Public Wi-Fi Development Project
Seoul Metropolitan Government

A. Problem Analysis

 1. What was the problem before the implementation of the initiative?
○ Communication service fees emerged as a significant financial burden on households More and more people are using wireless Internet (Wi-Fi) to access the information they need in their daily lives. Unfortunately, the high communication fees that have accompanied the universalization of smart devices have emerged as a new social problem. According to data published by the OECD’s Committee for Information, Computer and Communications Policy (ICCP), the average expenditure of South Korean households on communication services in 2009 was 4.4 percent of total household expenditure―the second highest proportion among OECD nations. Also, according to a survey by the Korean National Statistical Office (KNSO), the average monthly communication service fee per household (as of June 2013) was KRW 160,000 (approx. USD 152). This represents an increase of 17.5 percent over five years and indicates that communication service fees have grown to become a significant financial burden on households. ○ Expansion of mobile data gap for low-income groups due to propagation of wireless Internet South Korea’s wireless IT has evolved rapidly since the late 1990s, leading the country to achieve the highest Wi-Fi penetration rate among OECD nations in 2010. In 2013, it ranked first in terms of smartphone penetration rate (source: Strategy Analytics, 2013), proving that the country has established a world-class wireless communications infrastructure. Due to the sophisticated nature of this infrastructure, a large proportion of the population is now able to enjoy free access to and use of data, regardless of time or location. However, due to the excessive financial burden of communication service fees, low-income citizens are increasingly losing such access. According to the “Survey on Data Gap Indices and Status” published by the KNSO in 2010, the smartphone utilization rate among low-income citizens was 1.9 percent, which is quite low compared to the national utilization rate of 15.6 percent. Accordingly, 47.6 percent of survey participants selected communication service fees as the primary reason for the low utilization rate of smartphones by low-income citizens. ○ Need for distribution of free Wi-Fi to relieve the burden of communication service fees The three major mobile service providers in South Korea—SKT, LG U+, and KT—each offer and operate free Wi-Fi for their service subscribers. The Wi-Fi service of one company usually cannot be used by the subscribers of the other companies. If it can be used, users have to pay a certain fee in order to gain access. Also, free Wi-Fi service is usually available in only indoor areas such as cafés, shopping malls, and reading rooms, meaning that it is not truly free. Free Wi-Fi usually has a range of around 50 meters. In order for Wi-Fi to be made available in outdoor spaces, such as along sidewalks, poles or other types of support fixtures need to be set up in order for Wi-Fi equipment to be installed. In most cases, outdoor installation is impossible due to the lack of adequate spaces for equipment installation. To address this issue, Seoul Metropolitan Government has begun searching for ways to offer the use of city-owned facilities located along streets for the installation of Wi-Fi equipment and provide free Wi-Fi services, in cooperation with telecom companies.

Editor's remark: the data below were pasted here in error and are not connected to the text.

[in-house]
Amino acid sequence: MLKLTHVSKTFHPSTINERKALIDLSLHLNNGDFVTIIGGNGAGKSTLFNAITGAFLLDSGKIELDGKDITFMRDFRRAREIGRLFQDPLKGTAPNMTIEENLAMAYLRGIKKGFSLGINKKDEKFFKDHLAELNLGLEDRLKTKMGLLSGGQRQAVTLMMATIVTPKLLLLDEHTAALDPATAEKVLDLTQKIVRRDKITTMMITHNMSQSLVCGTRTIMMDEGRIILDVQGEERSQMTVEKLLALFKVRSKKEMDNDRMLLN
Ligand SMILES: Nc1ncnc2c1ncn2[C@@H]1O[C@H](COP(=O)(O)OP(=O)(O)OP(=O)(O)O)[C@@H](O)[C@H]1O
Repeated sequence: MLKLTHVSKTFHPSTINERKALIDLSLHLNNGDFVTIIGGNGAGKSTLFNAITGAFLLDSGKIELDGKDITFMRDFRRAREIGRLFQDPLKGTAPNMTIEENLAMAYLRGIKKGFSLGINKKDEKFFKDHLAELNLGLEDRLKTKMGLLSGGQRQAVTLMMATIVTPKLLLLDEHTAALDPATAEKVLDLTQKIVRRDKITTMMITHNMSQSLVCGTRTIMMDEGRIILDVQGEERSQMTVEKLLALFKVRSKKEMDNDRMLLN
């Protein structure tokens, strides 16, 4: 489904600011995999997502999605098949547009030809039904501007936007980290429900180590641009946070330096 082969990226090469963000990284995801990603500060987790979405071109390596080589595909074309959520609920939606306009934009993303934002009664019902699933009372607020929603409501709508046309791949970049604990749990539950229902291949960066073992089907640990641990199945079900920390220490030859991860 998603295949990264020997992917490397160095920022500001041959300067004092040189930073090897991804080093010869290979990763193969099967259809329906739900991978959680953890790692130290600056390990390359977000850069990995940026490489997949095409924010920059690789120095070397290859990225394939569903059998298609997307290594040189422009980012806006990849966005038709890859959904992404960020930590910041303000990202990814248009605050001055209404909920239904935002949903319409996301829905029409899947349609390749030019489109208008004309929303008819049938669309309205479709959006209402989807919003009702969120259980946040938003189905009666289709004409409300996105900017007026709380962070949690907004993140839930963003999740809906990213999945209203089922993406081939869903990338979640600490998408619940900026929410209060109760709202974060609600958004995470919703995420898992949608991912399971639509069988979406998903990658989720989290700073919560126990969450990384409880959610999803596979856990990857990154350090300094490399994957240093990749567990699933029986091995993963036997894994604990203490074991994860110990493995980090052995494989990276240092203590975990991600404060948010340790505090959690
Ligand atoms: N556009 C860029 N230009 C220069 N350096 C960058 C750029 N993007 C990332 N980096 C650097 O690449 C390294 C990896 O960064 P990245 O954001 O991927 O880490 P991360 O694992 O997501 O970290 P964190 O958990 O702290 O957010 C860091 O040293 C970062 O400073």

B. Strategic Approach

 2. What was the solution?
The objective of Seoul’s “Public Wi-Fi Development Project” is to resolve the data disparity, which is increasing every year due to the annual increases in communication service fees―posing a serious problem for ordinary citizens―amid a reality in which mobile and Wi-Fi devices (e.g. smartphones, tablet PCs) are developing and propagating at a rapid pace. Another of the policy’s objectives is to transform Seoul into a city that provides universal communication benefits for its citizens. In order to transform Seoul into the world’s most Wi-Fi-friendly city, the city government has developed an operational policy for public Wi-Fi services. The goal of this policy is three-fold: allow citizens to use public Wi-Fi indoors or outdoors, regardless of their location; provide access to public Wi-Fi for everyone, regardless of economic status; and offer diverse urban services based on public Wi-Fi. In particular, the project to increase the number of spaces offering free Wi-Fi gave not only low-income citizens but Seoul residents in general easy access to Wi-Fi service. In terms of tourism, the project has contributed to enhancing Seoul’s urban competitiveness by providing domestic and foreign travelers visiting Seoul with free and open access to the Internet.